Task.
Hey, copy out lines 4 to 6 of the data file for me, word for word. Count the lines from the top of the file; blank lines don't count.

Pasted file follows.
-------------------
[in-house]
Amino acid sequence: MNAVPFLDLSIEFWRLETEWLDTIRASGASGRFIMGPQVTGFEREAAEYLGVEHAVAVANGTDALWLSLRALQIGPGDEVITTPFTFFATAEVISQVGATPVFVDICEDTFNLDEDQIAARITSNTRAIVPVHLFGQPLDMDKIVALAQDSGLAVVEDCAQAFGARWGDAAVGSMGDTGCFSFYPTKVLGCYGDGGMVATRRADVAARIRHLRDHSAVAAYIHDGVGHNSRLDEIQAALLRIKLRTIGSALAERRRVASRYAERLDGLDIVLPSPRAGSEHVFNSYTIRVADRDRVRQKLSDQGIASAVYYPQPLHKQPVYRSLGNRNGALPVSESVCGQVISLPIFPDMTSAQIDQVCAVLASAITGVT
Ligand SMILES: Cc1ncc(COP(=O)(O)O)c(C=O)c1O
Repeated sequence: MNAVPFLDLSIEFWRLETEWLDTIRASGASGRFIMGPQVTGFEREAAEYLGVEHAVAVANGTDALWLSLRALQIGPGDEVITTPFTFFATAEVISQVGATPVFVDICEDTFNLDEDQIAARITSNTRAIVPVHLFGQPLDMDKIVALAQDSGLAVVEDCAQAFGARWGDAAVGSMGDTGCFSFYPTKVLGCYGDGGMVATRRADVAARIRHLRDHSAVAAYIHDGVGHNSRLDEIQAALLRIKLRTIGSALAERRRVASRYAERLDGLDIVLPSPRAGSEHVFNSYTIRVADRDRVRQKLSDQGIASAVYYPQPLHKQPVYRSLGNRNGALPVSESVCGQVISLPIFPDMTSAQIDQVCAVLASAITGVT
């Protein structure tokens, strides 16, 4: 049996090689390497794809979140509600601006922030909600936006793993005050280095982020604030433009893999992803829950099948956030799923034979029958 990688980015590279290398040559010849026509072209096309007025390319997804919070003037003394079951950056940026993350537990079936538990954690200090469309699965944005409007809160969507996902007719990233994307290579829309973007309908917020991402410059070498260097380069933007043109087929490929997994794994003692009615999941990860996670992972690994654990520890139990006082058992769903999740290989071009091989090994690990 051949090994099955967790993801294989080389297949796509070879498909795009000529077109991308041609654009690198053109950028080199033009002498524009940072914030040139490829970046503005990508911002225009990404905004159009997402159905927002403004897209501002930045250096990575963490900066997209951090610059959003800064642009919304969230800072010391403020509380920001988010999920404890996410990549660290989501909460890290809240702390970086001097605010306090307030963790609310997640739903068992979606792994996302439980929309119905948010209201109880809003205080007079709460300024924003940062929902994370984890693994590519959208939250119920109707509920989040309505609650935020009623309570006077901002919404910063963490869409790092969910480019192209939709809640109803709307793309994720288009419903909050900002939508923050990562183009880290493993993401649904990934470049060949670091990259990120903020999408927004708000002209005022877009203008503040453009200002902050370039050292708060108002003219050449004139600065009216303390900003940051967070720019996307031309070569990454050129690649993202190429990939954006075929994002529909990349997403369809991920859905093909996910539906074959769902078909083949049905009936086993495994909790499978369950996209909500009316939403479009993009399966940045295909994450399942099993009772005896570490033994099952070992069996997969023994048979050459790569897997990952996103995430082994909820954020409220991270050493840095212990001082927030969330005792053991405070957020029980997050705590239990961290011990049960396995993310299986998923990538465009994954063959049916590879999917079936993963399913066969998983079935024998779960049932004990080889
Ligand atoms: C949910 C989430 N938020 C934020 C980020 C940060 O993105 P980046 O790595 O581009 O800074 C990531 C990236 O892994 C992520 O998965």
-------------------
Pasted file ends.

Repeated sequence: MNAVPFLDLSIEFWRLETEWLDTIRASGASGRFIMGPQVTGFEREAAEYLGVEHAVAVANGTDALWLSLRALQIGPGDEVITTPFTFFATAEVISQVGATPVFVDICEDTFNLDEDQIAARITSNTRAIVPVHLFGQPLDMDKIVALAQDSGLAVVEDCAQAFGARWGDAAVGSMGDTGCFSFYPTKVLGCYGDGGMVATRRADVAARIRHLRDHSAVAAYIHDGVGHNSRLDEIQAALLRIKLRTIGSALAERRRVASRYAERLDGLDIVLPSPRAGSEHVFNSYTIRVADRDRVRQKLSDQGIASAVYYPQPLHKQPVYRSLGNRNGALPVSESVCGQVISLPIFPDMTSAQIDQVCAVLASAITGVT
């Protein structure tokens, strides 16, 4: 049996090689390497794809979140509600601006922030909600936006793993005050280095982020604030433009893999992803829950099948956030799923034979029958 990688980015590279290398040559010849026509072209096309007025390319997804919070003037003394079951950056940026993350537990079936538990954690200090469309699965944005409007809160969507996902007719990233994307290579829309973007309908917020991402410059070498260097380069933007043109087929490929997994794994003692009615999941990860996670992972690994654990520890139990006082058992769903999740290989071009091989090994690990 051949090994099955967790993801294989080389297949796509070879498909795009000529077109991308041609654009690198053109950028080199033009002498524009940072914030040139490829970046503005990508911002225009990404905004159009997402159905927002403004897209501002930045250096990575963490900066997209951090610059959003800064642009919304969230800072010391403020509380920001988010999920404890996410990549660290989501909460890290809240702390970086001097605010306090307030963790609310997640739903068992979606792994996302439980929309119905948010209201109880809003205080007079709460300024924003940062929902994370984890693994590519959208939250119920109707509920989040309505609650935020009623309570006077901002919404910063963490869409790092969910480019192209939709809640109803709307793309994720288009419903909050900002939508923050990562183009880290493993993401649904990934470049060949670091990259990120903020999408927004708000002209005022877009203008503040453009200002902050370039050292708060108002003219050449004139600065009216303390900003940051967070720019996307031309070569990454050129690649993202190429990939954006075929994002529909990349997403369809991920859905093909996910539906074959769902078909083949049905009936086993495994909790499978369950996209909500009316939403479009993009399966940045295909994450399942099993009772005896570490033994099952070992069996997969023994048979050459790569897997990952996103995430082994909820954020409220991270050493840095212990001082927030969330005792053991405070957020029980997050705590239990961290011990049960396995993310299986998923990538465009994954063959049916590879999917079936993963399913066969998983079935024998779960049932004990080889
Ligand atoms: C949910 C989430 N938020 C934020 C980020 C940060 O993105 P980046 O790595 O581009 O800074 C990531 C990236 O892994 C992520 O998965």